Hello, can we be friends?
I have been through several versions of hell and remained myself. But also not myself. Not the same self. A different self. I have shed each self like a skin, slithered out, tender and grieving and not even knowing the newest version.
What are the features, what are the bugs?
Have you done this also? I bet you have. I can see a familiar knowing in your eyes. (You look a little haunted, to be honest. It’s okay.)
These experiences have rocked me and shattered much that I love but I have not given up. I have not lost myself. I still know and love myself. I still feel and recognize the little girl I was — she is here. I have kept her safe all these years. I have kept her alive.
You have done the same: kept yourself alive, through so much, maybe even when you didn’t want to. I’m so proud of you for doing that, for staying here. It’s so difficult. I know.
Yesterday I was sitting with my son who not so long ago didn’t want to be here anymore. We were just chatting. He said, I really like my life now. I’m enjoying it. I’m so glad to be here.
I didn’t cry because there’s no faster way to shut down a conversation with a teenager than cry but I did on the inside, if you know what I mean.
Because things can go so many ways. You just don’t know.
You don’t know how it’s going to work out, if it’s going to work out. Sometimes it becomes obvious that it’s not going to work out, and then you stare at it like, Well what now?
And you don’t know. You have absolutely no idea.
I have made mistakes. So many mistakes. But I have lived through them all. I own and acknowledge them, and they are mine and they teach me what I need to know next.
Well, that’s not quite true.
Some of them seem incredibly random and unhelpful. What the fuck am I supposed to learn from this?
Not everything is a lesson. Some things you survive, and that’s it.
There have been long stretches of time when I would wake up with anxiety shrouding my mind, panic attacking as sleep drained away, tension knotting my shoulders. But I kept waking up.
You’ve done that, too.
Waking up in a world you don’t know or want, maybe. Waking up to face a reality that is breaking you in pieces. Waking up to go through motions when you can’t remember the point. Waking up and waking up and waking up and every waking up like a gut punch, every return to consciousness like a hand squeezing your neck.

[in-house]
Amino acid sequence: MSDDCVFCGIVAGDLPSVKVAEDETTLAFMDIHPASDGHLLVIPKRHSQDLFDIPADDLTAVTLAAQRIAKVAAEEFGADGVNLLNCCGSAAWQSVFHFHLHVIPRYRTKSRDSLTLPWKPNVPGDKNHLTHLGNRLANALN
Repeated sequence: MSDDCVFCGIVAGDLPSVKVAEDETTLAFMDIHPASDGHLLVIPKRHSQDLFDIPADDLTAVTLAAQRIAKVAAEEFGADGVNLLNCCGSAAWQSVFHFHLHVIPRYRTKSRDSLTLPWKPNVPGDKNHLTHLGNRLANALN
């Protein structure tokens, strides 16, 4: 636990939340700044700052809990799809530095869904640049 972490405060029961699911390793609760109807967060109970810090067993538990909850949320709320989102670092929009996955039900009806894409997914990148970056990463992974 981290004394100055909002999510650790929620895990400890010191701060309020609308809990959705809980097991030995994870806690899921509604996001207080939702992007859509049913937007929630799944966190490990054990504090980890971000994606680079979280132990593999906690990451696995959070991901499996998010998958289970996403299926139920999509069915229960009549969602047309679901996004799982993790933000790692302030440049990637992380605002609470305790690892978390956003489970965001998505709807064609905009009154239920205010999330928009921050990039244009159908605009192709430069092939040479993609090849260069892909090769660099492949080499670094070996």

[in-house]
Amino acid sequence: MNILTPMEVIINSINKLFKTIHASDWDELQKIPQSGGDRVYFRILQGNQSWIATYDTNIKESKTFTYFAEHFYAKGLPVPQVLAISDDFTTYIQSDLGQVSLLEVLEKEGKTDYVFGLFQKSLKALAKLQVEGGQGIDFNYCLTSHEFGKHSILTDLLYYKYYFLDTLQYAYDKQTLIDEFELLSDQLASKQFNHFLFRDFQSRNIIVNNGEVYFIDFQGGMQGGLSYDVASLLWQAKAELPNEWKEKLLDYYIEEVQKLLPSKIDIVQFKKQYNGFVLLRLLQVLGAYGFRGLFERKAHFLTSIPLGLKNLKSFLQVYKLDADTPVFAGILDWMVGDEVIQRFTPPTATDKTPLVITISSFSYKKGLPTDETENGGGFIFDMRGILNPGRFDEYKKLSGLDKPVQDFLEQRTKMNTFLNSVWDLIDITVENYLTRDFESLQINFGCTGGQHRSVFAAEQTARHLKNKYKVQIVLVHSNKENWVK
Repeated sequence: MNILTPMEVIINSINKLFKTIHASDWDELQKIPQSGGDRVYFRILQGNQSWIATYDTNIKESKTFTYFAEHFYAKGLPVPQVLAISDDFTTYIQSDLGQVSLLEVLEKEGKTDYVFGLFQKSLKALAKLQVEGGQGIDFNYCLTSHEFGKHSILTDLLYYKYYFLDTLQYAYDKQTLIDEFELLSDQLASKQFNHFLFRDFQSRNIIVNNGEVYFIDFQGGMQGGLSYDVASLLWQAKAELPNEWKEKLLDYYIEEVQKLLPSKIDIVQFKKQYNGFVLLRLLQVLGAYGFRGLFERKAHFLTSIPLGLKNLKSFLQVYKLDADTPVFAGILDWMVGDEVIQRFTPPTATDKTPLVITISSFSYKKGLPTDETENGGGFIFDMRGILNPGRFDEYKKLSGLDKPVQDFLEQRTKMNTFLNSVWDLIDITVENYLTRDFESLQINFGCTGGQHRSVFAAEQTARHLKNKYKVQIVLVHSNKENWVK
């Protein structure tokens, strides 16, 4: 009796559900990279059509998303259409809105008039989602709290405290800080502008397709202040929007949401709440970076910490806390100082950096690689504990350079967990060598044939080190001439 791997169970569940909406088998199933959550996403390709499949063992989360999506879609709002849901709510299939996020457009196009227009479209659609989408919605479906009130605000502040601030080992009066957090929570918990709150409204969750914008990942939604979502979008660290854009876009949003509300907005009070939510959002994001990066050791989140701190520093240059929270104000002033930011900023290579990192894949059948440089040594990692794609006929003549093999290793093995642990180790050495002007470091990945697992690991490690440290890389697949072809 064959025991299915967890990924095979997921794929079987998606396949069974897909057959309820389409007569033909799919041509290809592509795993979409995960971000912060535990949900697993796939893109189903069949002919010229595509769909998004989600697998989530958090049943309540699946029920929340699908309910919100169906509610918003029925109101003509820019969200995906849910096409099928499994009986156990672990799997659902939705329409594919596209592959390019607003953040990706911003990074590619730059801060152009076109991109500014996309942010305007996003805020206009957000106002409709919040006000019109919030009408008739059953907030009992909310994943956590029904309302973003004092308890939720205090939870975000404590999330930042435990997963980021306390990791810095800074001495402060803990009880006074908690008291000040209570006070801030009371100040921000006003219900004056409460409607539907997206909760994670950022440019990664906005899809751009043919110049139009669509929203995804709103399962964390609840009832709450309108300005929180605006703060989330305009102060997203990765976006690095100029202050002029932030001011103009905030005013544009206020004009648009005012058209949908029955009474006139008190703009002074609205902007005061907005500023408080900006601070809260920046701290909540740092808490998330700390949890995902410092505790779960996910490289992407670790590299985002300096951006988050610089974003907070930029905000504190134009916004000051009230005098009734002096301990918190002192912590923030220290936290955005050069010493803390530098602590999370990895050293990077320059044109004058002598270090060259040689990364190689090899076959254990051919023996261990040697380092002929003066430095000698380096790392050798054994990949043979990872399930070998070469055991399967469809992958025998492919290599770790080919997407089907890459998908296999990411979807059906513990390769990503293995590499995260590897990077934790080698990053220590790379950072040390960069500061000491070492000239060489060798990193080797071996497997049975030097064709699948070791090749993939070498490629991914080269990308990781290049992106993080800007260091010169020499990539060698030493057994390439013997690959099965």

Here’s what we do.
We don’t give into the idea that pain is the truest part of us.
There is the part of me that existed before any pain and still exists, still lives, still is. I see myself in the tree standing crooked, branches broken and stripped, still growing after the hurricane.
The roots hold strong, cling deep — the surface looks like destruction and pain, like nothing left, but it’s only the surface. The obvious. The real thing is deeper, me, existing before and after “what happens” to me.
There is a core that glows, untouched.
She is strong, beautiful, pure, joyful. She is me, she is you, she is us. She is heady with possibility.
She dreams things into life.
She pushes her roots down further, into the darkness, into the still earth, the richness, into the soil of womb and memory and being, and drinks deep. Her branches break, her leaves fall, and she mourns their passing with gratitude. Grief is the expression of value. She is thankful and she howls. She has loved and she is cracked open. Her roots plunge deep and she holds steady. This is not the end of her.
Nothing is the end of her for she has no end.
You are all this and more. You are here. You are dreaming things into life. You are alive.
You are learning how to rest.
You drink deep from resources you didn’t even know you had. You are tired of being resilient and strong and one day we will build a world where that is not required of you, at least not all the time.
Maybe that is what we are doing now.
Every choice to live through pain, to keep breathing life into a tired body, to return fire with fire, to expand instead of shrink is a choice that leads us to something different, something that can be better.
I choose to believe this, despite the often overwhelming evidence to the contrary.
I choose to believe it because we don’t know. Because things can go so many ways. Because hope isn’t a feeling but a choice, a choice we validate by the very act of our choosing.
Not everything is salvageable. But many things are. When we are in despair, it’s our pain that assigns value. And pain wishes, most of all, for an ending. Close it out. Wrap it up. We’ve done our best and it’s over. Pain puts little value on whatever is crying out for us to stay, to try, to keep at it.
So here’s what we do: We don’t give into the idea that pain is the truest part of us.
Again and again and again, we don’t give into that idea. Even when pain is the loudest voice in the room. Especially then.
If that’s where you are right now — in a pain-saturated place, in a dry and weary land where there is no water — I am here to remind you when you cannot remind yourself. There is hope.
I know there is hope because I have been keeping it alive and I am not the only one.
I know there is hope because I have daughters and sons and their eyes are wearied by experience but so young, still young, and in them the clouds pass over and once again the sun emerges.
I know there is hope because I love and I am loved and love, my friend, is as strong as death, as unrelenting as the grave. Love is not a vague platitude. Hell, no. Love is active, practical, present, already making waves, instigating u-turns, creating new options, deciding boldly, not waiting for permission, unsticking what is stuck, overthrowing ancient regimes, tearing down walls and climbing with teeth clenched and arms shaking over the walls it can’t tear down.
Whatever we must bury, let us bury. And after we have howled graveside, releasing another lost dream and the self which birthed it, let us continue. There is hope yet, so there is work to be done.